This week, I'm participating in the literary tour sponsored by Weekly Geeks. The idea is show off a literary figure that is from your area.
Probably the most well-known in this area of my state would have to be Eugene O'Neill.
Eugene Gladstone O'Neill (16 October 1888 – 27 November 1953) was an American playwright, and Nobel laureate in Literature. His plays are among the first to introduce into American drama the techniques of realism, associated with Russian playwright Anton Chekhov, Norwegian playwright Henrik Ibsen, and Swedish playwright August Strindberg. His plays were among the first to include speeches in American vernacular and involve characters on the fringes of society, engaging in depraved behavior, where they struggle to maintain their hopes and aspirations, but ultimately slide into disillusionment and despair. O'Neill wrote only one well-known comedy (Ah, Wilderness!). Nearly all of his other plays involve some degree of tragedy and personal pessimism.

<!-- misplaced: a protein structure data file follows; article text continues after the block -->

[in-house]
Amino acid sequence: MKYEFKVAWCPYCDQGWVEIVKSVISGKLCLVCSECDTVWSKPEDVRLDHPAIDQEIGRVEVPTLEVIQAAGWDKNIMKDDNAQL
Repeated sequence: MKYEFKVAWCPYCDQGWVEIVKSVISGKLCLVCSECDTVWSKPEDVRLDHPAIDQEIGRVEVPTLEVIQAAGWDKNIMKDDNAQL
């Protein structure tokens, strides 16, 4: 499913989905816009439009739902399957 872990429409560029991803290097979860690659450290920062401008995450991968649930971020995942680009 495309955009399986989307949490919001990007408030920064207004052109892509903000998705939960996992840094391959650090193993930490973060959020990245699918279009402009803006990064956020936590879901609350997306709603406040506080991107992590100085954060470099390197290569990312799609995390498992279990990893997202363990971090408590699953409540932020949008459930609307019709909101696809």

O'Neill was born in a Broadway hotel room in Times Square. The site is now a Starbucks (1500 Broadway, Northeast corner of 43rd & Broadway); a commemorative plaque is posted on the outside wall with the inscription: "Eugene O'Neill, October 16, 1888 ~ November 27, 1953 America's greatest playwright was born on this site then called Barrett Hotel, Presented by Circle in the Square."
Eugene O'Neil spent his childhood summers in Connecticut, as well, in a New London cottage which was his only permanent home. His plays "A Long Day's Journey into Night" and "Ah, Wilderness" are set there. To honor his greatness and encourage the growth of new generations of American playwrights, the O'Neill Theatre Center of Waterford, Connecticut hosts an annual festival of new plays.
Here are some images of the Eugene O'Neill Theatre: